Earthquake survival stories continue as teacher, teenager pulled from rubble (VIDEO)


Relatives of victims cry on the ruins after an earthquake in Ercis province of Van, in Turkey, on Oct. 25, 2011.


Ahmad Halabisaz

Earthquake survival stories came in quick succession on Wednesday, with Turkish rescuers pulling an 18-year-old university student and a teacher, 27, out from under rubble after nearly 60 and 70 hours respectively.

Meanwhile, Turkey has said yes to an offer of earthquake aid from Israel, despite poor relation and following a number of refusals from Ankara, the Jerusalem Post reports.

The teenager, Eyup Erdem, was pulled from the wreckage of a multi-story building in hard-hit Ercis, the U.K. Press Association reports.

His father, Salih Erdem, reportedly said Erdem had moved to Ercis a month ago to study mechanics at a university.

Also, Gozde Bahar, an English-language teacher, was freed from rubble and taken to a field hospital. Her heart stopped, but doctors managed to revive her, The Associated Press reports.

Earlier, a two-week old girl was rescued from the rubble after being trapped for two days beside her mother and grandmother, who were also freed.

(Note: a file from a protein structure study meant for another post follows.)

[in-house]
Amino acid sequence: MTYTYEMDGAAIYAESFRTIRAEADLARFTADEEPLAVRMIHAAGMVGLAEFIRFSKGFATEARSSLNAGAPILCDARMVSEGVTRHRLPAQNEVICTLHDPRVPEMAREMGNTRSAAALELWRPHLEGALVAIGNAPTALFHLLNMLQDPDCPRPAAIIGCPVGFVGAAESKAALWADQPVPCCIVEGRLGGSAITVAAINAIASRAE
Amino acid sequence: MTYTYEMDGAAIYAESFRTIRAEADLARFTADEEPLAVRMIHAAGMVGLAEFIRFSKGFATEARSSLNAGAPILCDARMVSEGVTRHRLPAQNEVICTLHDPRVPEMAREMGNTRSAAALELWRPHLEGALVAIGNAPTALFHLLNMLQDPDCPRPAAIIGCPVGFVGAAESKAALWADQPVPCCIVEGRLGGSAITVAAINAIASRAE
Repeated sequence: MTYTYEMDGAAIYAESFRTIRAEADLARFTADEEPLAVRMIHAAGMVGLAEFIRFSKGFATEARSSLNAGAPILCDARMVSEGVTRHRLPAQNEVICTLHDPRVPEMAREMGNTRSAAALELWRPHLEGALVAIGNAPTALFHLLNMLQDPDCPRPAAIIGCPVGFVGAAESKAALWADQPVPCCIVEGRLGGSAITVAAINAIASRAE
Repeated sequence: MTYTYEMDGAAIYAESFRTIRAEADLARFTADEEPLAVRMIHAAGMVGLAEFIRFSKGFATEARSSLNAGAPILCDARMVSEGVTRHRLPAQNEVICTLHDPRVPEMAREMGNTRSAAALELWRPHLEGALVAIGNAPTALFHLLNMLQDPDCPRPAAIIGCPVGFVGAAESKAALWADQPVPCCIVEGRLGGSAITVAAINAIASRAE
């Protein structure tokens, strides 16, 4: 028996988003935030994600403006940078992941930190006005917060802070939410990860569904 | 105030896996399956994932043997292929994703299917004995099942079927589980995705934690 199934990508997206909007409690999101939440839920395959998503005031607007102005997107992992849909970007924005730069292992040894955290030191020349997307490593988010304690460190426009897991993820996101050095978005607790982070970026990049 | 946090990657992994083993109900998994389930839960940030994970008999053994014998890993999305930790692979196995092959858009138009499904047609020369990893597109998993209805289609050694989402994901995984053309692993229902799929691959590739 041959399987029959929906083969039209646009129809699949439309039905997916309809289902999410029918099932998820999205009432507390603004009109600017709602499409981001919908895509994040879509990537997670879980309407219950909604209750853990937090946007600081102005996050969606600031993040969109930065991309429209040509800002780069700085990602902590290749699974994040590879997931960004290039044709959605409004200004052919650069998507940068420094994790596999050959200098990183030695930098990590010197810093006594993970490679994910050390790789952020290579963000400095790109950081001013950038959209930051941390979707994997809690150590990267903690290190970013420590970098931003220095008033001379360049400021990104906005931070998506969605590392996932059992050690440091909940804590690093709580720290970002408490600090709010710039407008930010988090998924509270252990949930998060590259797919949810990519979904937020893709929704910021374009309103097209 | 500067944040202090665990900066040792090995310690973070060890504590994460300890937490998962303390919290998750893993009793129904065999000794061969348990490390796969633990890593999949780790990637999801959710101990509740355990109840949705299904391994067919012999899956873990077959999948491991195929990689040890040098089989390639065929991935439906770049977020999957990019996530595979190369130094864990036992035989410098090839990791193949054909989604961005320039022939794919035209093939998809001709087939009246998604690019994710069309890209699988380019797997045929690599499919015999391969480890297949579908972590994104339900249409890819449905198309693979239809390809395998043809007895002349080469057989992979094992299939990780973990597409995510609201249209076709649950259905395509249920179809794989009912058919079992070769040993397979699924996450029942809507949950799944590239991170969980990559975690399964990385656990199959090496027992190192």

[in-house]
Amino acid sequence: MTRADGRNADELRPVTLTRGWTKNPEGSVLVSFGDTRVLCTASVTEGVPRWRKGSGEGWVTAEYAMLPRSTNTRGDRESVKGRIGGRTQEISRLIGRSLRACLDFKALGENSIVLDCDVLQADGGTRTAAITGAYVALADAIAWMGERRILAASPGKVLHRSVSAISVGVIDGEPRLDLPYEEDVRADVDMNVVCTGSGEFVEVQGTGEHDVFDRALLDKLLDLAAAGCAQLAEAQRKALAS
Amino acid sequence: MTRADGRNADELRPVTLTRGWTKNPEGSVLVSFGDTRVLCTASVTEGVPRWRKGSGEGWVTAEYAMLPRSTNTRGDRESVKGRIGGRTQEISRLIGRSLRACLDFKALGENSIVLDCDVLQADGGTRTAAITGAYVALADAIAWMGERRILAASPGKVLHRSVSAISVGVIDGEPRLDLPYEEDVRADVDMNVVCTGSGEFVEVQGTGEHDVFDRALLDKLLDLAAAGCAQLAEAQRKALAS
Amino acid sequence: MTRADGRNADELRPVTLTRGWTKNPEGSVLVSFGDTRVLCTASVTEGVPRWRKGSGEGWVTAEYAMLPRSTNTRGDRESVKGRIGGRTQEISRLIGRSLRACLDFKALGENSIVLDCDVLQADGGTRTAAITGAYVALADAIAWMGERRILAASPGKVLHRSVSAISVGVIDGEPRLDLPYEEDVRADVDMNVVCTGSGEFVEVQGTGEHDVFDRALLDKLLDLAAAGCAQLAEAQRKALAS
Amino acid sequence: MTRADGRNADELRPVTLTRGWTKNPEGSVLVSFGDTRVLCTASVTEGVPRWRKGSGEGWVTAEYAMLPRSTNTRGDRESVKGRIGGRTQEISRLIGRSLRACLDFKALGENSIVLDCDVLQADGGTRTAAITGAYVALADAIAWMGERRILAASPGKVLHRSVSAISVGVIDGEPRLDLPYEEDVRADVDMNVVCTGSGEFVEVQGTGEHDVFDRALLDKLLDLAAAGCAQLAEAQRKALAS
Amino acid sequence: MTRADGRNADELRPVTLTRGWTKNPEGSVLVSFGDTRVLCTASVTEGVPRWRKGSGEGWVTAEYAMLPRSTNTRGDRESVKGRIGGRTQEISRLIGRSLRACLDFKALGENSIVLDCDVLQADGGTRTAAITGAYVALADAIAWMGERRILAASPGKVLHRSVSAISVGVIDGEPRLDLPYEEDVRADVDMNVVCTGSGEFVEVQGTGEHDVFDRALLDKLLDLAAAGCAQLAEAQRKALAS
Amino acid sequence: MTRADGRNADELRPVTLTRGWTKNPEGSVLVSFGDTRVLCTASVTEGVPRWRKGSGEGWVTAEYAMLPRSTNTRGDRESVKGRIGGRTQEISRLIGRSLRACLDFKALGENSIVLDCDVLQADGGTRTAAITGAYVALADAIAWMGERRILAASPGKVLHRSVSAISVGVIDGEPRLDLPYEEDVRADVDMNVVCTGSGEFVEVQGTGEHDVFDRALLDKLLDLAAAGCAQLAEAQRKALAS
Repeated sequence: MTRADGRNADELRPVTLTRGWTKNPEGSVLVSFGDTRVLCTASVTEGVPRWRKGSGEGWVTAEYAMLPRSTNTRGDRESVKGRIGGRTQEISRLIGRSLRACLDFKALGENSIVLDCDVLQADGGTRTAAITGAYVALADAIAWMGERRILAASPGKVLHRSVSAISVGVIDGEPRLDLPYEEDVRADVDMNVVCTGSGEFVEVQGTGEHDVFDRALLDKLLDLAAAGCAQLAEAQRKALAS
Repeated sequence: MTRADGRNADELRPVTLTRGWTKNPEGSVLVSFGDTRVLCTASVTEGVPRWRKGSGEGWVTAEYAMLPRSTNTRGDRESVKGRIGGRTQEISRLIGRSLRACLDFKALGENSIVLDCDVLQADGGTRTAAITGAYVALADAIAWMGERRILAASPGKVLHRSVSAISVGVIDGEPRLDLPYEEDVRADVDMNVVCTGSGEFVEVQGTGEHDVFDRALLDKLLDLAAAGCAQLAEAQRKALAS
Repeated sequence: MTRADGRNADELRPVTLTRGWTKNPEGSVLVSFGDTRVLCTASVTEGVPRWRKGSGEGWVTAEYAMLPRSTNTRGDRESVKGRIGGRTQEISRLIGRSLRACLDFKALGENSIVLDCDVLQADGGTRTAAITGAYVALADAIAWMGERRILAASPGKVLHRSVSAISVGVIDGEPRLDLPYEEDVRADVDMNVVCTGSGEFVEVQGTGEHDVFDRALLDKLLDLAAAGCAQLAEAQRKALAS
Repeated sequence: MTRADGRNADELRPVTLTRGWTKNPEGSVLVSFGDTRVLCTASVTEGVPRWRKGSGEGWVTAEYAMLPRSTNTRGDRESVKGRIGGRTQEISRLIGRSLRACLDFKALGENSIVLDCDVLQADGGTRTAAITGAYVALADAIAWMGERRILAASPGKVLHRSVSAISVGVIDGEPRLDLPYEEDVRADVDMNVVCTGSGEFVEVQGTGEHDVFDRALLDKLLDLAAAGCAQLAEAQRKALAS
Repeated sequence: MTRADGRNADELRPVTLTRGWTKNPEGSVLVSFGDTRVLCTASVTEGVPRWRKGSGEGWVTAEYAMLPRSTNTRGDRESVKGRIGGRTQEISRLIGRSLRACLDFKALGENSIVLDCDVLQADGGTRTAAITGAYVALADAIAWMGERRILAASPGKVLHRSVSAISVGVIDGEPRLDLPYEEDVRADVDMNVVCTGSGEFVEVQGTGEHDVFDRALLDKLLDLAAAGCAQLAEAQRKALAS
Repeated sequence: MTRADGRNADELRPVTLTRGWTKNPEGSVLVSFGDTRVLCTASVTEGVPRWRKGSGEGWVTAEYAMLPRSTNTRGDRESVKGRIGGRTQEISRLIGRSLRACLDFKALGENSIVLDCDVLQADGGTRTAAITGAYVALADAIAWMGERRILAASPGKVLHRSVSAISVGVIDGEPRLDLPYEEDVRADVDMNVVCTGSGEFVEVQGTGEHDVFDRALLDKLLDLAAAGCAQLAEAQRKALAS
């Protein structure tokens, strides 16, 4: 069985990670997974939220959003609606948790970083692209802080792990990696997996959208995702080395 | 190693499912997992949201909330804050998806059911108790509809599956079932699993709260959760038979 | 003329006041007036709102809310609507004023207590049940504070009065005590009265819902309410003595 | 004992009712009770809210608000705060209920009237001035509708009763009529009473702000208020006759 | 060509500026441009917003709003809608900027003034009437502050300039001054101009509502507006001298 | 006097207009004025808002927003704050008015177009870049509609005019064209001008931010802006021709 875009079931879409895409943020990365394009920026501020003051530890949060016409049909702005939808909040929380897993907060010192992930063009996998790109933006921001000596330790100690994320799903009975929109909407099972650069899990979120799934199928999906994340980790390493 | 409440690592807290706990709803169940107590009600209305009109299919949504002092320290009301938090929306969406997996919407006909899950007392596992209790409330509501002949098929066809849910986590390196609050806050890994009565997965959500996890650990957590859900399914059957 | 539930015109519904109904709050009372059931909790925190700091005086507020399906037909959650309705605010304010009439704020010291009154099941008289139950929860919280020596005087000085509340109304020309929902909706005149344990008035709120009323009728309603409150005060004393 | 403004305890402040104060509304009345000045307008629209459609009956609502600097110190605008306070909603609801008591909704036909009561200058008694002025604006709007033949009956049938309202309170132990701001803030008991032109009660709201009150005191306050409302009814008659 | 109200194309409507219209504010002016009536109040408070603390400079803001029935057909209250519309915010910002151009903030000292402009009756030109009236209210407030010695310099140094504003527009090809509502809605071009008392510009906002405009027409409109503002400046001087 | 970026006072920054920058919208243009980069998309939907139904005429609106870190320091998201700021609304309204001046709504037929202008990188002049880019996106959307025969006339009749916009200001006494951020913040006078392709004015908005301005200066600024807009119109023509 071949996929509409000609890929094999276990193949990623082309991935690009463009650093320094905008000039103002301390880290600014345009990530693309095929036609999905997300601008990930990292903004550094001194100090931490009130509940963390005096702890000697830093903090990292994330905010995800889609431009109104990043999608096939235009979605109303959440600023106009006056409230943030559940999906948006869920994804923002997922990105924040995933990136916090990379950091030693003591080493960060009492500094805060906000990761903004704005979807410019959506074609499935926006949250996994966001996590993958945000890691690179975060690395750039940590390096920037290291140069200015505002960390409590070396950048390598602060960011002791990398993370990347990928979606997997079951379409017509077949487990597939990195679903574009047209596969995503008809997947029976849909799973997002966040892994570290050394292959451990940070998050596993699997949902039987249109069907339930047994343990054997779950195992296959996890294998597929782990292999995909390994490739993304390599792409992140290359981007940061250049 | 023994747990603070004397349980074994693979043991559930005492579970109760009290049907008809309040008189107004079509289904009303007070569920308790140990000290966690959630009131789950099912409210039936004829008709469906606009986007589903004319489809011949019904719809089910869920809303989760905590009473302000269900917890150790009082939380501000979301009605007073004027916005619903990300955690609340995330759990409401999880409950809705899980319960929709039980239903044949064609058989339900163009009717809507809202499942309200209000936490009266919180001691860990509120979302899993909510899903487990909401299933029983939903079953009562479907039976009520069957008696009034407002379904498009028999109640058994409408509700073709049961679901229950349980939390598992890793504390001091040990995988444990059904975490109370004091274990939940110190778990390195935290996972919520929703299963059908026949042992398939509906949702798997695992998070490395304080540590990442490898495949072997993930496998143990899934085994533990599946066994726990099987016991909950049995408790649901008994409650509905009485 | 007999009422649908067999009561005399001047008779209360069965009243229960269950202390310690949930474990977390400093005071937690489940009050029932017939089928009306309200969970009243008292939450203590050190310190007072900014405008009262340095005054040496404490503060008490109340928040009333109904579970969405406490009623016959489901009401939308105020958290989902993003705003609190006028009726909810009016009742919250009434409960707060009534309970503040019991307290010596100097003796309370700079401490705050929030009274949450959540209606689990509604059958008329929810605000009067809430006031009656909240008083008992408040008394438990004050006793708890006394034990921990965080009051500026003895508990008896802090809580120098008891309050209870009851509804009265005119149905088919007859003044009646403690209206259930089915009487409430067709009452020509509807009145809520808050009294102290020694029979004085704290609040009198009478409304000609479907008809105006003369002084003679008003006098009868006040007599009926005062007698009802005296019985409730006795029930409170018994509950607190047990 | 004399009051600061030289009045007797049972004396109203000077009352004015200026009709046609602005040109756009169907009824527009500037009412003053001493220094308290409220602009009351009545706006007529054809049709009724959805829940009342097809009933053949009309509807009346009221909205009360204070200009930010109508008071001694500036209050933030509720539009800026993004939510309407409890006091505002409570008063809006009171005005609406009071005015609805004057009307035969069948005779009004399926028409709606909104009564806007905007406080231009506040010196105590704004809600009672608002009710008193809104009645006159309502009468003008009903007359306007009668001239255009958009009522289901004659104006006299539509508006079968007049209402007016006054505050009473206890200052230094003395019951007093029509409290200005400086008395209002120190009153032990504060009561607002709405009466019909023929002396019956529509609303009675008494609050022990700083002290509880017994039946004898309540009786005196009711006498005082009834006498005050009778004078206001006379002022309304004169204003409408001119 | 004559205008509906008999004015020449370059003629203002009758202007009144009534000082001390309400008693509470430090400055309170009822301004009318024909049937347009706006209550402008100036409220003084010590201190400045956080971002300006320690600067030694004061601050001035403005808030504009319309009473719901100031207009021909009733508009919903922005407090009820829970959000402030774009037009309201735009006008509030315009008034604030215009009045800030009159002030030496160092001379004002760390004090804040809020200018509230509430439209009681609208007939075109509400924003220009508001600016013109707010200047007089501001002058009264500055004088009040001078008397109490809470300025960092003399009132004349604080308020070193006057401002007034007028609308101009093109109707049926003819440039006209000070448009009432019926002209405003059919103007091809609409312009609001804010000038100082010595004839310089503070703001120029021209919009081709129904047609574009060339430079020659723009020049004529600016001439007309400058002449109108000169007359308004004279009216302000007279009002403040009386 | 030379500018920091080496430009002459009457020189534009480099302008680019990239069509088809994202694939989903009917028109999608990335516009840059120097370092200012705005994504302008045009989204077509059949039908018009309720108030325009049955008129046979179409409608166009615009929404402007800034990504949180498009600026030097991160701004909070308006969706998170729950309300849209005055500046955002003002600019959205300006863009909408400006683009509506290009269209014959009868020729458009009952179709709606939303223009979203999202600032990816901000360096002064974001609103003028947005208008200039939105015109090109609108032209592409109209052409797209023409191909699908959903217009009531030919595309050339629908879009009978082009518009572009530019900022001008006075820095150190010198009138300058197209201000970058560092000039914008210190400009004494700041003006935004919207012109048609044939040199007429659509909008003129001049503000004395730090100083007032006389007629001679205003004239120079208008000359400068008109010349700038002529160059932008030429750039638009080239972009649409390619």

(GlobalPost reports: Baby rescued from Turkey quake rubble)

The magnitude-7.2 quake struck eastern Turkey on Sunday afternoon, and according to the AP has killed at least 459 people.

Meanwhile, Ankara — which despite reports of inadequate search and rescue resources on the ground since Sunday's earthquake has rejected offers of help from Israel and several other nations — asked Jerusalem Tuesday for aid.

According to Haaretz, Turkish Prime Minister Recep Tayyip Erdogan had only Monday rejected a second offer of help by Prime Minister Benjamin Netanyahu.

The government has been criticized for its poor response to the disaster. One victim told Euronews:

"We have no opportunity to warm up in tents. We don’t have enough blankets. Ten people lay under one blanket. They are all living out in the cold weather. We have kids. There is no organization for proper aid distribution."

With snow forecast and thousands of Turks left homeless by the devastation, fights have broken out over aid distribution. One such fight broke out when a truck loaded with tents arrived in Van, one of the worst hit areas, Euronews reports.

An Israeli Foreign Ministry spokesman told the Jerusalem Post that the Turks made a request for aid through the embassy in Ankara for Israel to send mobile homes to the devastated Van province. And:

The Defense Ministry chartered a civilian Boeing 747 on Tuesday night to take seven mobile homes to Turkey on Wednesday. According to a Defense Ministry official, this will be the first of a number of planes that will be sent carrying aid.